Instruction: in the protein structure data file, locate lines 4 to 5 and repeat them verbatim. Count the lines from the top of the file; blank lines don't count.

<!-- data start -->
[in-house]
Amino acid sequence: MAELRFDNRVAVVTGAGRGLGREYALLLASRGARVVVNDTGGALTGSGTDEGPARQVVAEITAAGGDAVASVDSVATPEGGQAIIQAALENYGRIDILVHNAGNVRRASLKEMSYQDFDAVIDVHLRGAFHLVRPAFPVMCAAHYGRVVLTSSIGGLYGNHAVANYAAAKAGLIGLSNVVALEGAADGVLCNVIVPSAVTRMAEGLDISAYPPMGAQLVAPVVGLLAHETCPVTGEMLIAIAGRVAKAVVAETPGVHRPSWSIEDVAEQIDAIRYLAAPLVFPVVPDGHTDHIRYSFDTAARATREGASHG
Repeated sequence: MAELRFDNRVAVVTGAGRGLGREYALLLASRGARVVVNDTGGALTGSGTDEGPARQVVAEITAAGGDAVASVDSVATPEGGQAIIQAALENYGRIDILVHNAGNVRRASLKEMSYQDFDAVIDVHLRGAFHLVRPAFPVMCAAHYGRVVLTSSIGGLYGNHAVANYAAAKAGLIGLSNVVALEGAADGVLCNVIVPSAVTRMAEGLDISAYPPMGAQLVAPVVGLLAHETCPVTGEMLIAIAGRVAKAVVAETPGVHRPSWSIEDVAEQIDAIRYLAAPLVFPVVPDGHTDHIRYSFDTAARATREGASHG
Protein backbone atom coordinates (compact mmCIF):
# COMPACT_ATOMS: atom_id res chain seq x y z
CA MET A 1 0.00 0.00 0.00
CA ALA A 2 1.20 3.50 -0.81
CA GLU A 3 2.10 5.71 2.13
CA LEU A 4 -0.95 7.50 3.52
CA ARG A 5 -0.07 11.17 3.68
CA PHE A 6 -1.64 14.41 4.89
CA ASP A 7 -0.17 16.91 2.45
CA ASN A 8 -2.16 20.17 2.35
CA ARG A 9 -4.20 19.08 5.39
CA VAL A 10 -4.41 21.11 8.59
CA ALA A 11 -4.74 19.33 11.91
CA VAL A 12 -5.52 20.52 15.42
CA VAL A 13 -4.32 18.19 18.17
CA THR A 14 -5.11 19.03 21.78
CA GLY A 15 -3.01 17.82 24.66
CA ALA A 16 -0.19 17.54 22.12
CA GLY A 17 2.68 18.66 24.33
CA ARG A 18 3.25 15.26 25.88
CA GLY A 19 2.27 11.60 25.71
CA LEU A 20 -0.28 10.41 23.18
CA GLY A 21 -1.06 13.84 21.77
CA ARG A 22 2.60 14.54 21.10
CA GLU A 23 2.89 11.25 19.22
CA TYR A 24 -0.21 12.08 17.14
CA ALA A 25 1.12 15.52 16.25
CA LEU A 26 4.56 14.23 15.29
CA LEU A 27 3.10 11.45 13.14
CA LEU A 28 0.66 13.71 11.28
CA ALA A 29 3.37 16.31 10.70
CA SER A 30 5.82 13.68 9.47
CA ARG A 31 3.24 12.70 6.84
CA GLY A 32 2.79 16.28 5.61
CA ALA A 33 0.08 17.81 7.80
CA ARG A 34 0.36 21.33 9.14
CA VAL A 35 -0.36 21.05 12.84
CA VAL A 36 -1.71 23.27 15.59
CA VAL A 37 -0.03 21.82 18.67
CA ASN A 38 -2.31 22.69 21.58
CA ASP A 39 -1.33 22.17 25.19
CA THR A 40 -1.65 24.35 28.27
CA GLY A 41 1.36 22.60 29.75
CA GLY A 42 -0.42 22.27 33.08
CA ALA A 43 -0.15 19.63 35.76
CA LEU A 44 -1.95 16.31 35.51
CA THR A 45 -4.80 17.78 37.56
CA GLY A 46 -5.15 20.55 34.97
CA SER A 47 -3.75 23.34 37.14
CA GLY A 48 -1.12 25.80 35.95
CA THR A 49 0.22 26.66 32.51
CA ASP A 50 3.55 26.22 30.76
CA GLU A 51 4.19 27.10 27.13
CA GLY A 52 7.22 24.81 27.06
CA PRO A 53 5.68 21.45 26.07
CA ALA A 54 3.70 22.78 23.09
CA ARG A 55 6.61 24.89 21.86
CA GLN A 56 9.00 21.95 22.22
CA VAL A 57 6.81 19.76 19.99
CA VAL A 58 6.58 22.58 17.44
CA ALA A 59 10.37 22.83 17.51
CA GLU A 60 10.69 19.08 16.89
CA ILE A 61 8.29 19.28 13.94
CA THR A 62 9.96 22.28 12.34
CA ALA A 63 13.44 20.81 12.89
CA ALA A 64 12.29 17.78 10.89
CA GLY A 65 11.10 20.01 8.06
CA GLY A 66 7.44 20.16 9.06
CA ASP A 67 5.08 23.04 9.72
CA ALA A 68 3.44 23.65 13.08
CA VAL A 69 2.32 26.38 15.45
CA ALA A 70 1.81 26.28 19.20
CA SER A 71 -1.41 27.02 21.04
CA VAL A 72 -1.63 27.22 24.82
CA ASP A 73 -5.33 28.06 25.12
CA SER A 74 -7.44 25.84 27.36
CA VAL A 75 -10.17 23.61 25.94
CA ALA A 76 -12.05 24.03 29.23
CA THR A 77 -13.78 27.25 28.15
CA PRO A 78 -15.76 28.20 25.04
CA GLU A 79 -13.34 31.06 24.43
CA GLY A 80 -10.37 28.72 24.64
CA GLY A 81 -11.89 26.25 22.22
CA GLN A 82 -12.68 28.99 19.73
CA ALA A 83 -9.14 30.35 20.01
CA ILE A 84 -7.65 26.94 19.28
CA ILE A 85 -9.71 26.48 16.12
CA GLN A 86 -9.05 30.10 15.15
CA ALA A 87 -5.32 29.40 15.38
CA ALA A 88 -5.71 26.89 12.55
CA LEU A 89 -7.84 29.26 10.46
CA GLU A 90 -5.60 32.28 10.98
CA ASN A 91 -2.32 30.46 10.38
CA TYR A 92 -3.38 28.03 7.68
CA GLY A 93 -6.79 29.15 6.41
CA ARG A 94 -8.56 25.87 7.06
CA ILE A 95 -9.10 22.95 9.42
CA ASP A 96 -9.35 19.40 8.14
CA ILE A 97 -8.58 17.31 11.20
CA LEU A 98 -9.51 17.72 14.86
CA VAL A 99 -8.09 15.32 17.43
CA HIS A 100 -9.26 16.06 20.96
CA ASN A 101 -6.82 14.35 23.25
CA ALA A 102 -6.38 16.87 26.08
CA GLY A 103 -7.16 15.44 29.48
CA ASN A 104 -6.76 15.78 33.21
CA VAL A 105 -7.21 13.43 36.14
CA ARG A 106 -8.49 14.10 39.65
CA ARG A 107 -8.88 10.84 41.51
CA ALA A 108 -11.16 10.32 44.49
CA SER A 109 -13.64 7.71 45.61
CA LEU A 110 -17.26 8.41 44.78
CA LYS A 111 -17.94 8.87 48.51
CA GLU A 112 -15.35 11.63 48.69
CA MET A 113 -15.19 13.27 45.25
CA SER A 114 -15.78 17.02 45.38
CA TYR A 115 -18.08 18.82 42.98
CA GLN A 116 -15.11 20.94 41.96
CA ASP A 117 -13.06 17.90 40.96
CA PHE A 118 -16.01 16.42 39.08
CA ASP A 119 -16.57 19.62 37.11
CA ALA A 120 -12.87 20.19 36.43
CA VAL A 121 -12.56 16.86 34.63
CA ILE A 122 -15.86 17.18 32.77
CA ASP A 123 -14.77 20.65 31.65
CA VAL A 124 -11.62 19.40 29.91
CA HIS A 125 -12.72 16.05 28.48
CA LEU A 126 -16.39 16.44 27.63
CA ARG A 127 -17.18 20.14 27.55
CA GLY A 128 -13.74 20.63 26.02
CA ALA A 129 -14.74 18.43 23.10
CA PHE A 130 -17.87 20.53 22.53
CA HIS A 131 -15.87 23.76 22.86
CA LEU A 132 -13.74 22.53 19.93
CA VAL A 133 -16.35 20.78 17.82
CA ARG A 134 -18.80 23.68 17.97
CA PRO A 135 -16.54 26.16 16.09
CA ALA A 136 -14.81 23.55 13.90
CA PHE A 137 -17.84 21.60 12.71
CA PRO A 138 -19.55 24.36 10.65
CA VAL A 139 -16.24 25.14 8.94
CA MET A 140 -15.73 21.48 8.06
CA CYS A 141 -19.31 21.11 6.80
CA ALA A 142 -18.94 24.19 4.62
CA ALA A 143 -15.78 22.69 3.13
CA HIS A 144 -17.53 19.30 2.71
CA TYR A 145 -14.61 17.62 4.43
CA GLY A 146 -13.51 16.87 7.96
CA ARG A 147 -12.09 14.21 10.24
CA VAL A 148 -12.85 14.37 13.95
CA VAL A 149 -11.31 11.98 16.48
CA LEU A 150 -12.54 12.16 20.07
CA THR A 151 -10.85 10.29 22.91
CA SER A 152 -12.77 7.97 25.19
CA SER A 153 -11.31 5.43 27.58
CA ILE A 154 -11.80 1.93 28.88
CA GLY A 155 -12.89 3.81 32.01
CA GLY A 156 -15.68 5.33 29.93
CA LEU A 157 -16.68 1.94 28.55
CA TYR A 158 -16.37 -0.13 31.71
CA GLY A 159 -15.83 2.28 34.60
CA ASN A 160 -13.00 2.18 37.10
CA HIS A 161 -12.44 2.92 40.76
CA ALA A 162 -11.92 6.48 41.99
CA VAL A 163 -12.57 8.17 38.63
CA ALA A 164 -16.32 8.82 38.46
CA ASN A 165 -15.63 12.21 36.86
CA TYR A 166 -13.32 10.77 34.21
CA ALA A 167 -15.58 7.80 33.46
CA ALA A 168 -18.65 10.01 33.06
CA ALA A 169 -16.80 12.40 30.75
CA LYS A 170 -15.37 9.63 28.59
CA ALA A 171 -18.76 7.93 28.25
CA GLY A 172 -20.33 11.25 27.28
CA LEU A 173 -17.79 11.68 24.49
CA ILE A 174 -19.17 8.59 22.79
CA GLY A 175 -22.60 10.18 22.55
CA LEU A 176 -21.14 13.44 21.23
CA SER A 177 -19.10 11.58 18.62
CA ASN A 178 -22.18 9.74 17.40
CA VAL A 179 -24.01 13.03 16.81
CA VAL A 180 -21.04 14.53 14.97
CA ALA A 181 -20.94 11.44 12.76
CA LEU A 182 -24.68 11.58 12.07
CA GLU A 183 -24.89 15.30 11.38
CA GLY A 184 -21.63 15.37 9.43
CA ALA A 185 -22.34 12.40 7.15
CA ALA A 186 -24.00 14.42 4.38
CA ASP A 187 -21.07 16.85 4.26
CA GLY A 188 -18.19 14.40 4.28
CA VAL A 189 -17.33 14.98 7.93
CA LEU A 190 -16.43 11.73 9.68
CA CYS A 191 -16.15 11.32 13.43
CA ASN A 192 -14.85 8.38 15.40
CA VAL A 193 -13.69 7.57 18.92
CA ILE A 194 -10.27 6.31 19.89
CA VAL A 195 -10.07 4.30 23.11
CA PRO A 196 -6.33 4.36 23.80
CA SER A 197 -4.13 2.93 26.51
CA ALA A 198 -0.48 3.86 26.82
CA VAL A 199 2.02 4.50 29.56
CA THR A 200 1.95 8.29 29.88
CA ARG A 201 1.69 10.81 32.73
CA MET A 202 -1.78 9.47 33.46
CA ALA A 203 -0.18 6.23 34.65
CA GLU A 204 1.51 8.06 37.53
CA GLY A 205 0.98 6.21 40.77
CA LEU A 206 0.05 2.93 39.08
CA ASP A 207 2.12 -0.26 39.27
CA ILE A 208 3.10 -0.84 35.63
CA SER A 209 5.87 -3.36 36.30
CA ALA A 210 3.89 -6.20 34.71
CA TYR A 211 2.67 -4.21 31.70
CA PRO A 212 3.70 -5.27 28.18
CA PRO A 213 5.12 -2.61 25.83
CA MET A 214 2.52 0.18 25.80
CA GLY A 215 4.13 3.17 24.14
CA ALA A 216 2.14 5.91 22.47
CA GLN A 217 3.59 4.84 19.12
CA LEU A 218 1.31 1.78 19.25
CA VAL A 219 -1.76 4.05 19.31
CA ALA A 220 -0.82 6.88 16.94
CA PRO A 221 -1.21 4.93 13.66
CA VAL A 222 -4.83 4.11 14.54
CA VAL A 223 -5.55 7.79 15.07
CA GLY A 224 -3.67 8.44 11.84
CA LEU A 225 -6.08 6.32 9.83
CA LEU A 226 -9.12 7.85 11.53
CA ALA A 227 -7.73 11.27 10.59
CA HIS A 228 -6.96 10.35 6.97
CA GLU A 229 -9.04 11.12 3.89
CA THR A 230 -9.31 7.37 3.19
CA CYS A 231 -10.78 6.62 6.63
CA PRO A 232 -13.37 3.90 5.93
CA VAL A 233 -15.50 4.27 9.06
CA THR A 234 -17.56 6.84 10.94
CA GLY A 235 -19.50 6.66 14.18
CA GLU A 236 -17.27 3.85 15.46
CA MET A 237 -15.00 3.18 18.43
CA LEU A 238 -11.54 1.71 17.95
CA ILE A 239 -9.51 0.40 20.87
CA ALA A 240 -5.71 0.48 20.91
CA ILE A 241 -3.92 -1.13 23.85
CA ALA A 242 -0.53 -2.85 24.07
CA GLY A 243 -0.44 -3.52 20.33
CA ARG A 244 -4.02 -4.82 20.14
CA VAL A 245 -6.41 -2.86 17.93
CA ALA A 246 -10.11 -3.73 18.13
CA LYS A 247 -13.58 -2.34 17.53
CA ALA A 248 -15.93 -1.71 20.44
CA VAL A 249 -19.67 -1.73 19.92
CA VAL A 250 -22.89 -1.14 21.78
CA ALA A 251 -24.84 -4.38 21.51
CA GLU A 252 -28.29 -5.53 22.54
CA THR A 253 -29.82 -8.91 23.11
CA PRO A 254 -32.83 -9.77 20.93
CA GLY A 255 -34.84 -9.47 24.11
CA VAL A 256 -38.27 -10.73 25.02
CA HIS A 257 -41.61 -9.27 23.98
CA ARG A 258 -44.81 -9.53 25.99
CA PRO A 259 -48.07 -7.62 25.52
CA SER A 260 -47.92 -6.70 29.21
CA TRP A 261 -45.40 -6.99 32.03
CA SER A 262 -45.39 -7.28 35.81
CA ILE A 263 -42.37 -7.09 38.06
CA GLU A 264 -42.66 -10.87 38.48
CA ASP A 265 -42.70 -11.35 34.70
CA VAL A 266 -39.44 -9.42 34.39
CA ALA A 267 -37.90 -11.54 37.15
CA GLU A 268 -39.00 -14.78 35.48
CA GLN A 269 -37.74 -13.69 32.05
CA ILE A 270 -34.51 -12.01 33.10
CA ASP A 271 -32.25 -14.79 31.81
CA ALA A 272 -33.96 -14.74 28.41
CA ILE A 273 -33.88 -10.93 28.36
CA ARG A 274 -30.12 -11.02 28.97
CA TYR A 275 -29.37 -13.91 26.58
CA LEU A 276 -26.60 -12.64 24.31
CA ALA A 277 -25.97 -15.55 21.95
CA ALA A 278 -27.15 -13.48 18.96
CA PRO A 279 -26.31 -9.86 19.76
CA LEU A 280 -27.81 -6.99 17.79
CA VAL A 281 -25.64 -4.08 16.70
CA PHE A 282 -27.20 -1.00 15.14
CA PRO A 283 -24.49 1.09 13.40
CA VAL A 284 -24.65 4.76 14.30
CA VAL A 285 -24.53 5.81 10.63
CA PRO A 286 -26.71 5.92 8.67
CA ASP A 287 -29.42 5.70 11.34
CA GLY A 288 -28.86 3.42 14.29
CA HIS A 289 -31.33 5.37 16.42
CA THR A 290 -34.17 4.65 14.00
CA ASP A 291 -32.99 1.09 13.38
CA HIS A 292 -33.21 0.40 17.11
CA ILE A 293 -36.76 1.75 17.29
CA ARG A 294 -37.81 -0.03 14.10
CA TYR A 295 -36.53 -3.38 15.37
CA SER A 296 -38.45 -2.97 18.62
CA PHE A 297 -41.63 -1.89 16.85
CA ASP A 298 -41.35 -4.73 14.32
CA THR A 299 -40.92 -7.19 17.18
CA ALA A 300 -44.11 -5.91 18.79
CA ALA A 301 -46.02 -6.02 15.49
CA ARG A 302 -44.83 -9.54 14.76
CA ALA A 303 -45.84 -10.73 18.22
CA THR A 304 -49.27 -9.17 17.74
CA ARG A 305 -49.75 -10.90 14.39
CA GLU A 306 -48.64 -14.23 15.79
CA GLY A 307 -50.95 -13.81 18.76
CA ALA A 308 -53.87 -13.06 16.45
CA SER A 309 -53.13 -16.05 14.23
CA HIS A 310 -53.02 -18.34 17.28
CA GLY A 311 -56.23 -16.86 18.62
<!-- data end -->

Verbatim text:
Protein backbone atom coordinates (compact mmCIF):
# COMPACT_ATOMS: atom_id res chain seq x y z